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Aerospace Welding Practice Test

This page is about practicing for an Aerospace welding test using plain cold rolled carbon steel.

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Aerospace welding tests in the USA are typically administered using the AWS D17.1 specification.

Alloys used for test purposes are listed in AWS d17.1 and are typically:

  1. 4130 chromoly used to represent carbon and low alloy steels
  2. 15-7ph stainless steel - precipitation hardening iron based stainless steels
  3. Inconel 718- precipitation hardening nickel alloys
  4. 6061 aluminum - aluminum and aluminum alloys
  5. AZ31b Magnesium - magnesium alloys
  6. 6Al4v Titanium - titanium alloys
  7. Haynes 188 cobalt alloy - cobalt based alloys

Some of these alloys are extremely expensive so it makes sense to start off practicing on plain cold rolled steel.

Once you can weld a test joint that is acceptable using cold rolled steel, then and only then should you graduate to the more expensive alloys normally used in aerospace welding tests.

The thickness I used measured .038" and while that is a pretty good all around thickness to practice, much thinner metal is often used.

The thickness used for testing is determined by the scope of the work done.

AWS d17.1 requires the test joint to be within a certain range of the maximum and minimum thickness of actual part welded.

The fixture I used for this practice test was made by my friend Adam Booth (aka abom79 on YouTube and instagram).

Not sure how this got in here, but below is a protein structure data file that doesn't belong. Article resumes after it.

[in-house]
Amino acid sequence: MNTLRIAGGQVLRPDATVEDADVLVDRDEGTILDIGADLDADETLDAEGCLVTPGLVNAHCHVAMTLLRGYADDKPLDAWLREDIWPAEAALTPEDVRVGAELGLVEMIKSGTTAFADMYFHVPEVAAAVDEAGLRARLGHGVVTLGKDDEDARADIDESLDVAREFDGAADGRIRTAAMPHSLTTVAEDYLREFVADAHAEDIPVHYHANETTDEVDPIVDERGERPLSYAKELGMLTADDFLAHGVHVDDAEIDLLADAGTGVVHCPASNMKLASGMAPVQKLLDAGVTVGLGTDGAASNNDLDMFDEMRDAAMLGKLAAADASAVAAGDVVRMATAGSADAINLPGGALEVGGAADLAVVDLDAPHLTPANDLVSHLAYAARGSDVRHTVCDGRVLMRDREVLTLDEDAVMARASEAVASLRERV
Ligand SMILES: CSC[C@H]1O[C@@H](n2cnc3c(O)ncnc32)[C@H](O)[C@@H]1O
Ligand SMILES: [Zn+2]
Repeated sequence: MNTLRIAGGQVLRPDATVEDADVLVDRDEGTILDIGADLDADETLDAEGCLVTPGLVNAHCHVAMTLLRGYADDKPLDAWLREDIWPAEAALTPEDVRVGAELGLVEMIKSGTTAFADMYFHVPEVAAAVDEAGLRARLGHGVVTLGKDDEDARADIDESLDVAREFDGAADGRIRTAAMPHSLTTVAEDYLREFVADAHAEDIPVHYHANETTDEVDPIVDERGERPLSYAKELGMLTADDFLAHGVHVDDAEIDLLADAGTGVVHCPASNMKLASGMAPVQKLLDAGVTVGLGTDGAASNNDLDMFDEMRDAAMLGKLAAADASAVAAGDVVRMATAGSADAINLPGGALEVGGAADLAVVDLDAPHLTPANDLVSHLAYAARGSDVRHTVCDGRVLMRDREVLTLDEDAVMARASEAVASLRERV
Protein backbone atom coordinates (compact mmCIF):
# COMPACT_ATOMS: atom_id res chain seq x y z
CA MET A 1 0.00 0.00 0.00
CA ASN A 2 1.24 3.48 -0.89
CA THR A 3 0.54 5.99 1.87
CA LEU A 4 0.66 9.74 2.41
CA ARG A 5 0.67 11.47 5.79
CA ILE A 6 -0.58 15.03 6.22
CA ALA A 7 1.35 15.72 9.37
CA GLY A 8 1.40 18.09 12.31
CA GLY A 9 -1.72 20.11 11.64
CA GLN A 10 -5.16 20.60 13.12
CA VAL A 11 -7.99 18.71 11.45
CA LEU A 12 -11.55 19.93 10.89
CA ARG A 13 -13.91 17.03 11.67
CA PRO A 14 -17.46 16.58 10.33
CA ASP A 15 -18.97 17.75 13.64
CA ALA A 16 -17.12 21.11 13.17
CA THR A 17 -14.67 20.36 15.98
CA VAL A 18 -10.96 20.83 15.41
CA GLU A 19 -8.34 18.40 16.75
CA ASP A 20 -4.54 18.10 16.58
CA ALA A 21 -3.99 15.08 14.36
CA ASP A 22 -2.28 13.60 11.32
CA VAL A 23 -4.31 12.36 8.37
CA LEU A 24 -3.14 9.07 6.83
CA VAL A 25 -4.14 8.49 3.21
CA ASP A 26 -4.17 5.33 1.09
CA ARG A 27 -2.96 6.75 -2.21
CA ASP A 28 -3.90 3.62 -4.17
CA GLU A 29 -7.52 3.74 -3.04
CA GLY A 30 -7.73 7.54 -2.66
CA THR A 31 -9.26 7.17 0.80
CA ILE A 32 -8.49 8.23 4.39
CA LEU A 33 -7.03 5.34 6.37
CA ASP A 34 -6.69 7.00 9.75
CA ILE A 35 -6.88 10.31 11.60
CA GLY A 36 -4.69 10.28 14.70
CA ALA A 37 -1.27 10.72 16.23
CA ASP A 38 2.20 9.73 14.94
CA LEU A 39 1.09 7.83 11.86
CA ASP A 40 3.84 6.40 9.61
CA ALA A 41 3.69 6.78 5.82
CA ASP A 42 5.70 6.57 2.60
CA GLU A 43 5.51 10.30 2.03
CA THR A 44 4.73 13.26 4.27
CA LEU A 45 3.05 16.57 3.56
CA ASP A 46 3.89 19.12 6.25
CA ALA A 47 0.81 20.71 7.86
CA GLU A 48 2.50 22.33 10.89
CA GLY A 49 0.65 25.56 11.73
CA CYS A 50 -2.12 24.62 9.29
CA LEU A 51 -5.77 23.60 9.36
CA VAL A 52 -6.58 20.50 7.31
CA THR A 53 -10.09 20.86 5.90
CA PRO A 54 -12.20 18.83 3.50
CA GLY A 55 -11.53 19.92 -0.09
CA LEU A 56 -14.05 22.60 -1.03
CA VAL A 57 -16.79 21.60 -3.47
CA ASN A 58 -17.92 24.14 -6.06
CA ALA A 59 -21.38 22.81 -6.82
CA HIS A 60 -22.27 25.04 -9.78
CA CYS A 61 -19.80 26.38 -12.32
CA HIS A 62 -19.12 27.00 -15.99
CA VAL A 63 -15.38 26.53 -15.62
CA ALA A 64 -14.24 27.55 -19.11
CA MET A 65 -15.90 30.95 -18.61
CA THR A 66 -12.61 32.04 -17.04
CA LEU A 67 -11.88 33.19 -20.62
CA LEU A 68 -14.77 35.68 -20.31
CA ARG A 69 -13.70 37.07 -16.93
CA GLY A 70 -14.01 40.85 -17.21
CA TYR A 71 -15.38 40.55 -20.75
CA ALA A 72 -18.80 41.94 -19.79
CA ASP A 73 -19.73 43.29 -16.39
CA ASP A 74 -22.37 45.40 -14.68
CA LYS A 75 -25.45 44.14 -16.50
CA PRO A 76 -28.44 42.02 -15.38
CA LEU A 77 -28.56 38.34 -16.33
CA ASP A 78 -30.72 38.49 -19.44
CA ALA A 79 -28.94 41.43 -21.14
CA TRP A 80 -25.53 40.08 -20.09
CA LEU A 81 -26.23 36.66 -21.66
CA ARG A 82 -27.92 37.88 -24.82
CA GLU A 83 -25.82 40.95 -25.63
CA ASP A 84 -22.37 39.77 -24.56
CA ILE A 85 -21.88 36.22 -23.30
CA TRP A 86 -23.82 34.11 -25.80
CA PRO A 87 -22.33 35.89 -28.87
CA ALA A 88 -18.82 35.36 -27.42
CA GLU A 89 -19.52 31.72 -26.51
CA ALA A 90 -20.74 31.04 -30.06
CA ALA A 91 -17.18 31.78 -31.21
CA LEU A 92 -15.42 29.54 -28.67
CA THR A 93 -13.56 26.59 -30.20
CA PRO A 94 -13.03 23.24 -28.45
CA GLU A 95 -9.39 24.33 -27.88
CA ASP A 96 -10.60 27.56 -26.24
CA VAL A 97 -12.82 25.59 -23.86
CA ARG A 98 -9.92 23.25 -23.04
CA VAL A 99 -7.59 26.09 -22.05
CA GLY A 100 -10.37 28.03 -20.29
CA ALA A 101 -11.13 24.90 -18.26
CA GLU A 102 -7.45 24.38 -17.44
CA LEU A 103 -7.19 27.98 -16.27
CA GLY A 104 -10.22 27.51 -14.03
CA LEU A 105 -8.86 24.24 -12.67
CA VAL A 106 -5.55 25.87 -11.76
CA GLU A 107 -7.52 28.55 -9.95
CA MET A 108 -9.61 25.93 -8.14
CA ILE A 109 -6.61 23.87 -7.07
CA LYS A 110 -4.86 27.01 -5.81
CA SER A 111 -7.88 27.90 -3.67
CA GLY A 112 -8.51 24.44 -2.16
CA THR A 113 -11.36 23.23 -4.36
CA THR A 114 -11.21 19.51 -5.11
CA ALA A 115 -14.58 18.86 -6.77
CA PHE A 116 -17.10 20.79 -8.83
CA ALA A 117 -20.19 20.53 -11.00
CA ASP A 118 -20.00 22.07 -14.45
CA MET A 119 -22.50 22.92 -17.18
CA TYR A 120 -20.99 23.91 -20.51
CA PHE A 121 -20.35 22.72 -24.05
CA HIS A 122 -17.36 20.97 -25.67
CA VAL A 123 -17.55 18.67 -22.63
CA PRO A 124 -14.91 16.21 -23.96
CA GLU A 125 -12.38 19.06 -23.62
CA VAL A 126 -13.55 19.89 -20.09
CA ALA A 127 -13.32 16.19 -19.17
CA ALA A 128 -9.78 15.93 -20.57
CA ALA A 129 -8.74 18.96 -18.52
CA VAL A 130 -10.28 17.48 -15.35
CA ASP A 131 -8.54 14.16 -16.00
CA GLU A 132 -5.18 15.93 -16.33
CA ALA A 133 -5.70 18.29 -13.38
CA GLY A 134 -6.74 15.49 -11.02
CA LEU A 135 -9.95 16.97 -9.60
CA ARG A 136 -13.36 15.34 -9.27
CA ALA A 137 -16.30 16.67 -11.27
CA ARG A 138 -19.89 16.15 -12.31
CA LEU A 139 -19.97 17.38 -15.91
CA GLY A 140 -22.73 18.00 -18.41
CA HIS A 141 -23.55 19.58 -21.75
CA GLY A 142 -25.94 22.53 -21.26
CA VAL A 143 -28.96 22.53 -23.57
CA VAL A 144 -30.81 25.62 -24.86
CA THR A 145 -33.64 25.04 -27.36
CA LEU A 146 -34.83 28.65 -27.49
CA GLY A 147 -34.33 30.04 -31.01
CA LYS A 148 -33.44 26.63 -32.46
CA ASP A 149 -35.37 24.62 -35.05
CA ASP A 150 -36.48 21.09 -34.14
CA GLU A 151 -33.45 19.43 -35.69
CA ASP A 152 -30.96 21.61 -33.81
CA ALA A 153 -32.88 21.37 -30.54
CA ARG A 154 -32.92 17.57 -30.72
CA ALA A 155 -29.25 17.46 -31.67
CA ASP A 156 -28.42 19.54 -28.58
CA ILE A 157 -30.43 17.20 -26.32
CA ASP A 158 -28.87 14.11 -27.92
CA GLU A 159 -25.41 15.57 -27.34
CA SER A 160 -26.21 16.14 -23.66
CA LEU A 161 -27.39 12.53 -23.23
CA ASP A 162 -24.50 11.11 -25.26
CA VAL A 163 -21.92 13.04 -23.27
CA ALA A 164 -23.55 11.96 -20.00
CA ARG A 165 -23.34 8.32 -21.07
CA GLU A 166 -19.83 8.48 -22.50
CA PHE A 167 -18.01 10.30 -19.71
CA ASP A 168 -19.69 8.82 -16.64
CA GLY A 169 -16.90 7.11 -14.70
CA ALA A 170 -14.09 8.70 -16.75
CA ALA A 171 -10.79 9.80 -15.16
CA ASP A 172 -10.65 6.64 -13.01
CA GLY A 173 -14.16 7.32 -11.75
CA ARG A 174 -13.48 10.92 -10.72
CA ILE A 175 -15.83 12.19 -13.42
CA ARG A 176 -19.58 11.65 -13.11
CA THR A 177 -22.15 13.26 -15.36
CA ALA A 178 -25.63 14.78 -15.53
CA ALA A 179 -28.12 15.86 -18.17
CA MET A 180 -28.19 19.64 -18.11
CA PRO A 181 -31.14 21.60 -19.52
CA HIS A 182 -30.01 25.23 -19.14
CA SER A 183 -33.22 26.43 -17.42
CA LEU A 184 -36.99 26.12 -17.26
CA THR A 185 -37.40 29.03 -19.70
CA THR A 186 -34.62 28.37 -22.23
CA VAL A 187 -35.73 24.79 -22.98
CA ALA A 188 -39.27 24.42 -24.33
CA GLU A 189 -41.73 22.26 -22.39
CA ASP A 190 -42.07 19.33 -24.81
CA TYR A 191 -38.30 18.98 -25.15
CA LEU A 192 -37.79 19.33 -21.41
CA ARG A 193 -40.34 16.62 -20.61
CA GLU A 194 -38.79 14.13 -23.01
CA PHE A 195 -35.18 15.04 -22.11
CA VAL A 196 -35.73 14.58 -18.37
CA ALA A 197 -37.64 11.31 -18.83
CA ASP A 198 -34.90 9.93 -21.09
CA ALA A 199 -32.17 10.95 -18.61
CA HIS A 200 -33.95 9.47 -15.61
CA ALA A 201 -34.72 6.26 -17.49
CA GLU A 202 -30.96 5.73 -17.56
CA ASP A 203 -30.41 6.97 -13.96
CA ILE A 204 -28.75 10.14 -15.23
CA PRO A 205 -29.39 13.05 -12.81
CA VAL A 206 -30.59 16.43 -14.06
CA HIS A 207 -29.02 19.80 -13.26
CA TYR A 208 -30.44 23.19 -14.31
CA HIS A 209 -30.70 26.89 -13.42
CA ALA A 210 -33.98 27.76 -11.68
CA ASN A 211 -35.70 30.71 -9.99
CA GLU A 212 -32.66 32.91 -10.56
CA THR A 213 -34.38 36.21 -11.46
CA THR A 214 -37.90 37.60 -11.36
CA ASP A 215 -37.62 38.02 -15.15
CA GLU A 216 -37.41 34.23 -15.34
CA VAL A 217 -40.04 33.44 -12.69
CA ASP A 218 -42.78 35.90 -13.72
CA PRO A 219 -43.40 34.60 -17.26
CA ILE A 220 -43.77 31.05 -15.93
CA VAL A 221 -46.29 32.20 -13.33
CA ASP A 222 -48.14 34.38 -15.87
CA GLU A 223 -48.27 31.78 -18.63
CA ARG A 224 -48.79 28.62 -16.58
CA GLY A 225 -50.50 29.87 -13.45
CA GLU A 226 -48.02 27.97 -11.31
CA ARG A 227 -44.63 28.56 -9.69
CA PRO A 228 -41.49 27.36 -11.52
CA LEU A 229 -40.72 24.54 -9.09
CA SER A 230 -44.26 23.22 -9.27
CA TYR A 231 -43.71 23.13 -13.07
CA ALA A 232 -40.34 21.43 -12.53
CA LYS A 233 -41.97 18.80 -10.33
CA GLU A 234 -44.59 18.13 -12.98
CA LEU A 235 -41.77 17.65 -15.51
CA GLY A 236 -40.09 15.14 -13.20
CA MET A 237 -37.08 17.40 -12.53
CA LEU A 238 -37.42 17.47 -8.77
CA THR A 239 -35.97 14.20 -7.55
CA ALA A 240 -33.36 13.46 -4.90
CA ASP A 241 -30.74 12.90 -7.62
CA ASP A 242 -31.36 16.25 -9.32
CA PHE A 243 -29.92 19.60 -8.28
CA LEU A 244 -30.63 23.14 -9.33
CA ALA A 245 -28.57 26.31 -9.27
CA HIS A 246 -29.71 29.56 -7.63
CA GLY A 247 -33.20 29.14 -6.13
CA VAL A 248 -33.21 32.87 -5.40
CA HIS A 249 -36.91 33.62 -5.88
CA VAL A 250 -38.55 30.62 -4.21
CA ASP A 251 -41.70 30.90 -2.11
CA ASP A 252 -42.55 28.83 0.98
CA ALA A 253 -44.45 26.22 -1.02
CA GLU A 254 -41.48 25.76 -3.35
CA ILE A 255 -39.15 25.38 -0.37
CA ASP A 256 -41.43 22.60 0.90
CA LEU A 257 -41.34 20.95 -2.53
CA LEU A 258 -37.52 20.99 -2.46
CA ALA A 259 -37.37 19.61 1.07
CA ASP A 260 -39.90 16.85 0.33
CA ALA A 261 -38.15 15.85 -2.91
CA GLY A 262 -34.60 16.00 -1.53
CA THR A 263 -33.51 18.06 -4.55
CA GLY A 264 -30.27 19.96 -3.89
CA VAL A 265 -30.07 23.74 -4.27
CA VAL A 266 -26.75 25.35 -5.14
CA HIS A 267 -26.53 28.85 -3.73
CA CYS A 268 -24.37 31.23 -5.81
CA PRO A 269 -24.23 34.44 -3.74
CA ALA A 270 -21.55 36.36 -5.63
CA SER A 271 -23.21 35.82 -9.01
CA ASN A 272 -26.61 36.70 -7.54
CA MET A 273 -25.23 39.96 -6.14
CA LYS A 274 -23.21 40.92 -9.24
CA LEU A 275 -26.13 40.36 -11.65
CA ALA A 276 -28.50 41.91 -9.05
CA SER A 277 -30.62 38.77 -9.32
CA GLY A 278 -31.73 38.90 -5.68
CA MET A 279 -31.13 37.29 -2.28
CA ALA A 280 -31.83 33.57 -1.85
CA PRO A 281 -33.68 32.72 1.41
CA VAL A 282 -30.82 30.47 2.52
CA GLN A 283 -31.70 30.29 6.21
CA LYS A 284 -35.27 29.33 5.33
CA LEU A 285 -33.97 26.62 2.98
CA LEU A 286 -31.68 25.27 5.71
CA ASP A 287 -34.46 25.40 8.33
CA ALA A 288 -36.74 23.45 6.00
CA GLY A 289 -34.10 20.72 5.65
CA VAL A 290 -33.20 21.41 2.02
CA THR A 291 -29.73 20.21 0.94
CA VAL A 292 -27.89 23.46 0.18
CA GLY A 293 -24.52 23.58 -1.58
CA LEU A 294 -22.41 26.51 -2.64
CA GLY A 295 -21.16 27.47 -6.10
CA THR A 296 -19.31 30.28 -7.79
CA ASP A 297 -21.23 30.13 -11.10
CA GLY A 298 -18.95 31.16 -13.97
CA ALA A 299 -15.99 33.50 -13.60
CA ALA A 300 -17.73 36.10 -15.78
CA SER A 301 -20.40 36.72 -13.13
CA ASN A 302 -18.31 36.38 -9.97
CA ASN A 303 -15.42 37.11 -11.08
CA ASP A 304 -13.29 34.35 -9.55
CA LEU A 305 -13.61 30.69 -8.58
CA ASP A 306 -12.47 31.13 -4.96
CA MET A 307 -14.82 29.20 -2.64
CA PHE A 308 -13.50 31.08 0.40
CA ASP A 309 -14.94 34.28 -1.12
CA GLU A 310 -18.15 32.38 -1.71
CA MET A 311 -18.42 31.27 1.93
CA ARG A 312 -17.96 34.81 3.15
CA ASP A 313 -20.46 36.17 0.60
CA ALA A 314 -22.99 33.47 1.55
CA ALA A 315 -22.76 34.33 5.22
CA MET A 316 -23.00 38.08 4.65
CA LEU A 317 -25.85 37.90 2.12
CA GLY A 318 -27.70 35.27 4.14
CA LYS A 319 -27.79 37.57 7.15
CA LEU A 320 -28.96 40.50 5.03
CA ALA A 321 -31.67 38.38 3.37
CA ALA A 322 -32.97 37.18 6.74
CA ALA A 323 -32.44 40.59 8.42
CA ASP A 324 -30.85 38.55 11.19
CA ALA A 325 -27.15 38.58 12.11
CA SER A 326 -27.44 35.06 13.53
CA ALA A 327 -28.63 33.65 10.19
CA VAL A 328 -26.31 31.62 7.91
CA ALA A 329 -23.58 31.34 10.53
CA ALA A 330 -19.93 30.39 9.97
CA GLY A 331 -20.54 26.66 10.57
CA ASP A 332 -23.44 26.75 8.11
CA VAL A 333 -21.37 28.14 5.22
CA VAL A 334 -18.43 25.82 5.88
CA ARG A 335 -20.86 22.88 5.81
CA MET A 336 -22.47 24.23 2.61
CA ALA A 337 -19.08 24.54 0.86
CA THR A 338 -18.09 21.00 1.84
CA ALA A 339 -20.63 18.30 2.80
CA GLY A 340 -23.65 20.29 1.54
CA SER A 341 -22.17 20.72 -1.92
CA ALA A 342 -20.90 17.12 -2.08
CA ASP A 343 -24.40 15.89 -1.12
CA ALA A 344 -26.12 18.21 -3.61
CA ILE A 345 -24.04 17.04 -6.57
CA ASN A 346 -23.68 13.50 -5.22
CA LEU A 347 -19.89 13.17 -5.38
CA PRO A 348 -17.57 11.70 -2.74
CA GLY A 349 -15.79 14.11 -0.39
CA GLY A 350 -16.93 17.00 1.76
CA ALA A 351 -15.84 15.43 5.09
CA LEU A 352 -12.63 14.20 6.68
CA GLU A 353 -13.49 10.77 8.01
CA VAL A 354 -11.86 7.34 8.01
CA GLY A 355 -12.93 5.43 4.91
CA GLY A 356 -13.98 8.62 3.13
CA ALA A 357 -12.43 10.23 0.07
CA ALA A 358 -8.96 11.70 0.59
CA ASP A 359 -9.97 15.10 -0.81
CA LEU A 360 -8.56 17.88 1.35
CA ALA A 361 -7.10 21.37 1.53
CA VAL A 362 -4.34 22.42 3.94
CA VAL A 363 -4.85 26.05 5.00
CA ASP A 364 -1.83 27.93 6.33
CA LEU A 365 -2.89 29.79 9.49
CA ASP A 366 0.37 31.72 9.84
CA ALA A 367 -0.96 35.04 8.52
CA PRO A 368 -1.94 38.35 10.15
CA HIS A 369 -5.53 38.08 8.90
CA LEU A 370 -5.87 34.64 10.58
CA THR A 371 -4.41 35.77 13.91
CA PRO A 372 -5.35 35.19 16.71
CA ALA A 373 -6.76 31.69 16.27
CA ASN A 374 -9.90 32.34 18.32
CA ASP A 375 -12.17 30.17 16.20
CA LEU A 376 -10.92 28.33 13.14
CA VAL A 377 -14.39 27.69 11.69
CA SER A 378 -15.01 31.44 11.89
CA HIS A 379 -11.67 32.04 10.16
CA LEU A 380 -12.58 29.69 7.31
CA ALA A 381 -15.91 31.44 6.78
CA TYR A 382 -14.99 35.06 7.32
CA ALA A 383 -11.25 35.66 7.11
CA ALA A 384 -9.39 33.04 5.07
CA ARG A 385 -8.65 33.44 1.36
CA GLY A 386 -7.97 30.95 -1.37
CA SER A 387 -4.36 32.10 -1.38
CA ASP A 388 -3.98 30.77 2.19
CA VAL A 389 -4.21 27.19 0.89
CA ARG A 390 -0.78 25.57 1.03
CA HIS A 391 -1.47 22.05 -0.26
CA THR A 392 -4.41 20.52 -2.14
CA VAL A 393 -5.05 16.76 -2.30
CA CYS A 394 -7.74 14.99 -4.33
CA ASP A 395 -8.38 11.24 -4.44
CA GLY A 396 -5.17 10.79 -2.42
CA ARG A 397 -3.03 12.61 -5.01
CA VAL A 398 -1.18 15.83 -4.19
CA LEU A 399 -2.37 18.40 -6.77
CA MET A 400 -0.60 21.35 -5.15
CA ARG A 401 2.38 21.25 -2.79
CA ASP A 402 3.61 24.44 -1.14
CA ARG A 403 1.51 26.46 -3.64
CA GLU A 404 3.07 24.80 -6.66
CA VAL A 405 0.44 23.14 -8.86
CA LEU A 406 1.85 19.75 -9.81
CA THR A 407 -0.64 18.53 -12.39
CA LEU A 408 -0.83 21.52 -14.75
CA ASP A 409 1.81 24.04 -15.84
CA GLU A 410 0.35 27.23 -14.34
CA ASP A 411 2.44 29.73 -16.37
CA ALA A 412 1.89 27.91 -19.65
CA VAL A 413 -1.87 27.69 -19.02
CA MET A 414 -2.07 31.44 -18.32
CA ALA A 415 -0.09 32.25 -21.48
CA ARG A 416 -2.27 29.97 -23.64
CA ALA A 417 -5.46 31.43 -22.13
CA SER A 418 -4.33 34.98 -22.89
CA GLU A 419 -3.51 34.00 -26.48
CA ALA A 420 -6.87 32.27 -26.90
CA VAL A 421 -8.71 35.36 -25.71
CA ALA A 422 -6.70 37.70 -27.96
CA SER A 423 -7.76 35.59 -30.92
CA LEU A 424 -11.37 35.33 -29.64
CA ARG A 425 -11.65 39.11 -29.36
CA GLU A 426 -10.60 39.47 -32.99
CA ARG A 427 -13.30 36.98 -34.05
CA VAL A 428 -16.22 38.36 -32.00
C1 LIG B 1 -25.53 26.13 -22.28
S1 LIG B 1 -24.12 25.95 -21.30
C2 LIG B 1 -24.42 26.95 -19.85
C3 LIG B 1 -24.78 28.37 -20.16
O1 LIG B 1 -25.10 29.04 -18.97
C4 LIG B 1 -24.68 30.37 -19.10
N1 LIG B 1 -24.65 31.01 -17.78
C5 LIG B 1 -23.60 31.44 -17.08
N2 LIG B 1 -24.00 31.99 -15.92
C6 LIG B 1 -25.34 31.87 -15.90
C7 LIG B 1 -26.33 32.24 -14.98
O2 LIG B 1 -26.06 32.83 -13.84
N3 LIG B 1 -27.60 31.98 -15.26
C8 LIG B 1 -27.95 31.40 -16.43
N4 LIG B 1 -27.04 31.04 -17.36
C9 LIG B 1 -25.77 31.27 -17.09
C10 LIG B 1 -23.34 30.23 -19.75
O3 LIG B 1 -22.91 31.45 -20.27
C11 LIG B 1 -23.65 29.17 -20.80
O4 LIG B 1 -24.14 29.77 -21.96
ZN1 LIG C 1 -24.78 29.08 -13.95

This fixture is similar to what is used by most aerospace welding facilities.

One thing to really watch on purge fixtures is the flow rate of the purge gas.

make sure the flow rate is not too high.

I have used some fixtures where on 5cfh was needed and anything more than that would cause turbulence and would disturb the argon envelope coming out the tig torch.

Carbon steel requires approximately 1 amp per one thousandths of thickness for a full penetration butt joint but a fixture provides quite a lot of chill factor so sometimes slightly more amperage is needed to achieve full penetration.

A tig cup like the jazzy #10 really helps for aerospace welding tests.

in fact, back in 1990, I used to manually cut diffuser screens to put inside a #10 cup for use on alloys like 17-7 and Inconel 718.

Having that little extra bit of gas shielding makes a huge difference on precipitation hardening alloys like 15-7ph, 17-7ph, and Inconel 718.

The larger argon area also helps you keep the hot tip of the filler rod shielded which is a huge help for aerospace welding.


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